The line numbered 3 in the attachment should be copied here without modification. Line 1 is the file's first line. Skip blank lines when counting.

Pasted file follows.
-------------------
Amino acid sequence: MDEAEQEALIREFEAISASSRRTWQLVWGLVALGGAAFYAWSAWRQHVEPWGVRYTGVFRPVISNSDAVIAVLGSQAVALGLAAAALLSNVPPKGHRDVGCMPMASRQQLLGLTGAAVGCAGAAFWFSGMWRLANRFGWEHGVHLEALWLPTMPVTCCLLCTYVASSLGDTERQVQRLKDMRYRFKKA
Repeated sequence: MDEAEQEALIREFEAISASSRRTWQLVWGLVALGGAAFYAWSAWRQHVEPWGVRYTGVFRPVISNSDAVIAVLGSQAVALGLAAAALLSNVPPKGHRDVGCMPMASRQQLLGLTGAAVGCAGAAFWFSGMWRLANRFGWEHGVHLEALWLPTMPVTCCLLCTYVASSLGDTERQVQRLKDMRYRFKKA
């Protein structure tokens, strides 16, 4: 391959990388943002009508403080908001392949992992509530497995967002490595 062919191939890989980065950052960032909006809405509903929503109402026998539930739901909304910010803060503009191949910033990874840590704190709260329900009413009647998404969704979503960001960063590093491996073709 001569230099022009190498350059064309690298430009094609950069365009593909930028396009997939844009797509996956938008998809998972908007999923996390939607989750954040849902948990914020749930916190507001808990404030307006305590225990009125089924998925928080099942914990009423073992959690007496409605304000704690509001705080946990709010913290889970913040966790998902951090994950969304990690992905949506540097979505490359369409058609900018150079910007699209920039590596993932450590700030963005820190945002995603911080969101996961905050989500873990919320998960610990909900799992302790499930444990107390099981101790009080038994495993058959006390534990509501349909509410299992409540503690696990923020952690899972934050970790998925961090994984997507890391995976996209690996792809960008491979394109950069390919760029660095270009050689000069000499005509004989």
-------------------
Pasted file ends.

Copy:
């Protein structure tokens, strides 16, 4: 391959990388943002009508403080908001392949992992509530497995967002490595 062919191939890989980065950052960032909006809405509903929503109402026998539930739901909304910010803060503009191949910033990874840590704190709260329900009413009647998404969704979503960001960063590093491996073709 001569230099022009190498350059064309690298430009094609950069365009593909930028396009997939844009797509996956938008998809998972908007999923996390939607989750954040849902948990914020749930916190507001808990404030307006305590225990009125089924998925928080099942914990009423073992959690007496409605304000704690509001705080946990709010913290889970913040966790998902951090994950969304990690992905949506540097979505490359369409058609900018150079910007699209920039590596993932450590700030963005820190945002995603911080969101996961905050989500873990919320998960610990909900799992302790499930444990107390099981101790009080038994495993058959006390534990509501349909509410299992409540503690696990923020952690899972934050970790998925961090994984997507890391995976996209690996792809960008491979394109950069390919760029660095270009050689000069000499005509004989």